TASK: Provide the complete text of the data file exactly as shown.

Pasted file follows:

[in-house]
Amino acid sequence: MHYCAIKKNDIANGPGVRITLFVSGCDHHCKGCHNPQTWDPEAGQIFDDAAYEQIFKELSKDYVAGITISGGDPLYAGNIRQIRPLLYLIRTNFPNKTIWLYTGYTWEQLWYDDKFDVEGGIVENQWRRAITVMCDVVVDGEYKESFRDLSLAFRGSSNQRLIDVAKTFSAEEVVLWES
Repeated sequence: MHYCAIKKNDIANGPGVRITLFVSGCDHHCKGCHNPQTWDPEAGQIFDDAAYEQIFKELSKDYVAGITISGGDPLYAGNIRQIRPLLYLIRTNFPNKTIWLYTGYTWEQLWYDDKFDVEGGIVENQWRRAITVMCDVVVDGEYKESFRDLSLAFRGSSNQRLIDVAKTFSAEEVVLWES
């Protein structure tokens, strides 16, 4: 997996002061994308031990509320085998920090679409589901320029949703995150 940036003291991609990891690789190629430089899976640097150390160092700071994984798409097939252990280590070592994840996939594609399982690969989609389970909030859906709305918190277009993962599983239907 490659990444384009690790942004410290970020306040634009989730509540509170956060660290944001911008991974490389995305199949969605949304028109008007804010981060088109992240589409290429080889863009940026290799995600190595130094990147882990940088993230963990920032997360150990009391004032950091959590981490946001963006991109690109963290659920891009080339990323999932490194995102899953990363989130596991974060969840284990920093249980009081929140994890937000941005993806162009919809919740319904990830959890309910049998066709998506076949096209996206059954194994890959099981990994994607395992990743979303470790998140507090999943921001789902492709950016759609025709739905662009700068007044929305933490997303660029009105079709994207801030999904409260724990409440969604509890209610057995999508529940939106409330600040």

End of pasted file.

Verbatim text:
[in-house]
Amino acid sequence: MHYCAIKKNDIANGPGVRITLFVSGCDHHCKGCHNPQTWDPEAGQIFDDAAYEQIFKELSKDYVAGITISGGDPLYAGNIRQIRPLLYLIRTNFPNKTIWLYTGYTWEQLWYDDKFDVEGGIVENQWRRAITVMCDVVVDGEYKESFRDLSLAFRGSSNQRLIDVAKTFSAEEVVLWES
Repeated sequence: MHYCAIKKNDIANGPGVRITLFVSGCDHHCKGCHNPQTWDPEAGQIFDDAAYEQIFKELSKDYVAGITISGGDPLYAGNIRQIRPLLYLIRTNFPNKTIWLYTGYTWEQLWYDDKFDVEGGIVENQWRRAITVMCDVVVDGEYKESFRDLSLAFRGSSNQRLIDVAKTFSAEEVVLWES
């Protein structure tokens, strides 16, 4: 997996002061994308031990509320085998920090679409589901320029949703995150 940036003291991609990891690789190629430089899976640097150390160092700071994984798409097939252990280590070592994840996939594609399982690969989609389970909030859906709305918190277009993962599983239907 490659990444384009690790942004410290970020306040634009989730509540509170956060660290944001911008991974490389995305199949969605949304028109008007804010981060088109992240589409290429080889863009940026290799995600190595130094990147882990940088993230963990920032997360150990009391004032950091959590981490946001963006991109690109963290659920891009080339990323999932490194995102899953990363989130596991974060969840284990920093249980009081929140994890937000941005993806162009919809919740319904990830959890309910049998066709998506076949096209996206059954194994890959099981990994994607395992990743979303470790998140507090999943921001789902492709950016759609025709739905662009700068007044929305933490997303660029009105079709994207801030999904409260724990409440969604509890209610057995999508529940939106409330600040």